The Yankees struck back against Boston last night, securing a 3-1 win on the backs of the likely hero of late (Gleyber Torres) and the unlikely one (Willie Calhoun). Domingo Germán also shoved outside of one mistake to Rafael Devers, which he can hardly be blamed for seeing as how he torches anyone wearing pinstripes.
The win sets up a rubber match, but more importantly it prevented the Yanks from falling behind double-digits to the Rays. Instead, they could hope that the Rangers did them a favor in the battle between the two best teams so far, and that’s right where we’ll start our recap at.
Texas Rangers (41-22) 8, Tampa Bay Rays (47-20) 4
The Rangers’ offense was too good to be held down for two nights in a row, and Taj Bradley did not fare nearly as well as Tyler Glasnow did. Texas tagged him for five runs (four earned) in 3.2 innings, and held a 6-0 lead early thanks mainly to the scorching bat of Corey Seager. Seager hit a two-run double in the second inning and followed that up with a two-run blast in the fourth, ultimately ending the day with a career-best five hits in a single game.
Tampa briefly closed the gap in the bottom of the fourth, rallying for four runs to make it 6-4 Rangers. The big blow came off the bat of Francisco Mejia, a three-run bomb that stayed inside the foul pole out in right. However, the Rays couldn’t get anything else going against Nathan Eovaldi, who stayed in until the seventh inning despite the gut punch frame. Texas added some insurance in the sixth when Adolis Garcia doubled home a pair, and then they cruised through the last two innings without incident.
Houston Astros (37-28) 6, Cleveland Guardians (3-34) 4
After duking it out for 14 innings the previous night, Houston wasn’t letting Cleveland get another one on them. They jumped Tristan McKenzie for three runs in the opening frame, capped off by a two-run José Abreu bomb. A Josh Naylor sac fly got one back right away for the Guardians, but the Astros plated two more in the fourth inning to take a commanding 5-1 lead.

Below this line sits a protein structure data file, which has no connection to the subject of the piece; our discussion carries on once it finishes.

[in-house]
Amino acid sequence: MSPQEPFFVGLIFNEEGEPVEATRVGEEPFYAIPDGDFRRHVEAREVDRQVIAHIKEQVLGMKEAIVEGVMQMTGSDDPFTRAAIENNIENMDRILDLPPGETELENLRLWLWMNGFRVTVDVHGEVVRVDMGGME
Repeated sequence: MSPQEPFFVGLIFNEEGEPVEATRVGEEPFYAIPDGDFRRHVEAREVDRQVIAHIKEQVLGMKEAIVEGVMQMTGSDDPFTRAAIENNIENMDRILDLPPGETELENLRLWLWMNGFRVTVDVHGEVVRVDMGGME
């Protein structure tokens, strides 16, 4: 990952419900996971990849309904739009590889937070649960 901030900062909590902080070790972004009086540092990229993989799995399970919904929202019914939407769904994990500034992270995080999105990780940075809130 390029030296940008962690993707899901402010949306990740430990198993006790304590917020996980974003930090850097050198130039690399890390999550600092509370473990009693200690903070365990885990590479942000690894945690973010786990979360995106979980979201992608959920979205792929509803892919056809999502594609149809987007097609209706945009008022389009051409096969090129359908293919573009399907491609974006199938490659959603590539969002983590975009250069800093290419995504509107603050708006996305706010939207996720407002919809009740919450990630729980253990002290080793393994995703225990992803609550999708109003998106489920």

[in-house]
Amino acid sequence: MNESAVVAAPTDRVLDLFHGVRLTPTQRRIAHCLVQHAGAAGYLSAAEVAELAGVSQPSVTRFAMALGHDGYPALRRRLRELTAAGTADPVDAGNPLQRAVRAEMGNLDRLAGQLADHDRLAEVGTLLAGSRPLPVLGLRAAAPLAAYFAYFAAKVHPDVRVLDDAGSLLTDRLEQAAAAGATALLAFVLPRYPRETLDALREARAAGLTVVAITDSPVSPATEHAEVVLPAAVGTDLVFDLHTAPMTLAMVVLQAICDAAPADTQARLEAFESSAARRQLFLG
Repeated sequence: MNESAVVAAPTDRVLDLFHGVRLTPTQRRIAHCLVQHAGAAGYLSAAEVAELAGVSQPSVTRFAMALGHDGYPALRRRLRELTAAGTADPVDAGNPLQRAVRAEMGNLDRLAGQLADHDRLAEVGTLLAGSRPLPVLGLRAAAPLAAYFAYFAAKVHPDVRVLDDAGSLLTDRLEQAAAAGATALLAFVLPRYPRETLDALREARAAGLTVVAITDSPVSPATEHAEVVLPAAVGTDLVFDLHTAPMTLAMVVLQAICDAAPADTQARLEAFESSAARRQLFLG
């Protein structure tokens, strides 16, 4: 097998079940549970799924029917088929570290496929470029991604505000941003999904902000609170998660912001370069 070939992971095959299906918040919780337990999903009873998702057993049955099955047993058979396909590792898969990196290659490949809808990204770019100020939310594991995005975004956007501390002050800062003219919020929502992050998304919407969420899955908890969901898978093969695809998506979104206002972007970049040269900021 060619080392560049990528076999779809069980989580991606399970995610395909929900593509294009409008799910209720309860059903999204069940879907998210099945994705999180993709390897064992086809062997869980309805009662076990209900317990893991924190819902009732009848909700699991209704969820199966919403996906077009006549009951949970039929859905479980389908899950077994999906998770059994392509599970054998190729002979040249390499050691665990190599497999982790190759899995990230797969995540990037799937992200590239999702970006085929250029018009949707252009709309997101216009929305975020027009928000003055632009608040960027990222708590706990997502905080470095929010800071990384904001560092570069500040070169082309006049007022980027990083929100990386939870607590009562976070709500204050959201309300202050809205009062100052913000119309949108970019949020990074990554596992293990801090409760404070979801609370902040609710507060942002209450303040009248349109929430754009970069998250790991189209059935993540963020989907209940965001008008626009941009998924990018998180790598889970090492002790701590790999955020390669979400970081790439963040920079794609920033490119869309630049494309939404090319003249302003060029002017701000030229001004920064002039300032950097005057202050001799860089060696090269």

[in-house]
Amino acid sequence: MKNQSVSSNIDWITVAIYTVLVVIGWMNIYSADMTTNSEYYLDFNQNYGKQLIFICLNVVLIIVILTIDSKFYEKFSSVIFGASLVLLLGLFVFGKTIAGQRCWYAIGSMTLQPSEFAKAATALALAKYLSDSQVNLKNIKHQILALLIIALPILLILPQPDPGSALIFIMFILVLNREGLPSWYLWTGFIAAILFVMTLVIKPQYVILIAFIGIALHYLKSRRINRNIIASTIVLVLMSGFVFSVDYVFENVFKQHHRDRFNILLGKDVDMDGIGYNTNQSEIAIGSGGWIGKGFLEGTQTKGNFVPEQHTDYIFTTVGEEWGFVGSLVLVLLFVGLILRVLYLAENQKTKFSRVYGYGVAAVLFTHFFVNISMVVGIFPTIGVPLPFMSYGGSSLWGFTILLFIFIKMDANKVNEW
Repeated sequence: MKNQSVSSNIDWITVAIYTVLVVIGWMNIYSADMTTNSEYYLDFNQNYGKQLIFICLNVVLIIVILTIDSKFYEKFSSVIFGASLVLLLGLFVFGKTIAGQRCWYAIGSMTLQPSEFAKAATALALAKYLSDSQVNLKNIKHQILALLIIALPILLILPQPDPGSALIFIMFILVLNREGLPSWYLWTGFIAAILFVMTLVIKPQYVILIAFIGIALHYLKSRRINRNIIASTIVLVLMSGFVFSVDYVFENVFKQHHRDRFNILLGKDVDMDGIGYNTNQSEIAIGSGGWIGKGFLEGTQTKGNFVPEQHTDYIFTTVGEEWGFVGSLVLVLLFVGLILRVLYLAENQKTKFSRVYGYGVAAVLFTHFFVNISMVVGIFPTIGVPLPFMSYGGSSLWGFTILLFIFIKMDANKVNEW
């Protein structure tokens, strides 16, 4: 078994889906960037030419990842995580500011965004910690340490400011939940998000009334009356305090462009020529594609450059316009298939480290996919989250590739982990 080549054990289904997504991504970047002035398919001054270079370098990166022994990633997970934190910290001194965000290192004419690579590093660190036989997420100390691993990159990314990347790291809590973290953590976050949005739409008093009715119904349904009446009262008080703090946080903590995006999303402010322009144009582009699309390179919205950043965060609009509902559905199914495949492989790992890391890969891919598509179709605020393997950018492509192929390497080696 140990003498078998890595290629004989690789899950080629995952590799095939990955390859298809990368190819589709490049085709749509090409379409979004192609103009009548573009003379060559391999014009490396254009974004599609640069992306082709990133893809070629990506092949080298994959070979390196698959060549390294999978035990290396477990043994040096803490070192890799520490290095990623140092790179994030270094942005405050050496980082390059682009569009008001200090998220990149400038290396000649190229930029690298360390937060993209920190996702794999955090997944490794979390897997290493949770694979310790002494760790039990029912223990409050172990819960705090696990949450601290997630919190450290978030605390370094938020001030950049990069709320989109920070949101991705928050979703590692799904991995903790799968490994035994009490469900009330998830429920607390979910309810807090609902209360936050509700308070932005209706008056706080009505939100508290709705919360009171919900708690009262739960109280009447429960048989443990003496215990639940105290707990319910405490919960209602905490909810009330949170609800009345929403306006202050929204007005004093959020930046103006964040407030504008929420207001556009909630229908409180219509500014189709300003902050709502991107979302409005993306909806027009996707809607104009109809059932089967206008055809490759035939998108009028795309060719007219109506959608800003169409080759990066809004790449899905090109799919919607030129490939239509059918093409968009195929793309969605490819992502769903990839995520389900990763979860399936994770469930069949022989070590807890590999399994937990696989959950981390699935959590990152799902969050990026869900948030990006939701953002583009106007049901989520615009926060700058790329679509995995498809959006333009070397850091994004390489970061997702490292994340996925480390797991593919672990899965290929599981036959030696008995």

J.P. France did well to hold onto that lead, inducing multiple double-plays that eliminated threats in the third and fourth innings before working around a pair of walks in the fifth. Another double-play bailed him out of a jam in the sixth, but he wouldn’t get away unscathed in the seventh — Jose Ramirez singled home a run to knock France out of the game, and Naylor singled Ramirez home after the pitching change. Bryan Abreu got Josh Bell to strike out to end the threat before it got any worse, and though both teams tacked on a run in the ninth there wasn’t much of a threat to Houston’s lead.
Minnesota Twins (33-32) 9, Toronto Blue Jays (36-30) 4
For six innings, this game was all Blue Jays. They sent Trevor Williams to the mound in a bullpen game and he gave them three shutout innings before handing it over to Tim Mayza, who kept it going for another 1.1 innings. In the meantime, some small rallies in three different frames earned them a three run lead. All was going well, but a blip appeared in the seventh when Bowden Francis served up a solo shot to Trevor Larnach that got the Twins on the board.
Then chaos broke out in the eighth. A trio of singles opened up the inning, and then Carlos Correa launched one to left for a grand slam. Suddenly the Twins were up, but they were just getting started — Larnach and Willi Castro got on base, setting up Max Kepler to yank one out of right field. Just like that, the Twins dropped seven runs on the Jays, and they added another one in the ninth just for fun. Toronto strung together the start of a comeback with three consecutive baserunners and a run scored in the bottom of the ninth, but a double-play ended their hopes.
Seattle Mariners (31-32) 6, Los Angeles Angels (35-31) 2: Shohei Ohtani homered to get all of Los Angeles’ runs, but Pablo Sandoval got roughed up by Julio Rodriguez and company for five runs in five innings to keep it out of reach. The Mariners added a run in the seventh, and collected 16 hits overall on the day to keep clawing at that .500 mark.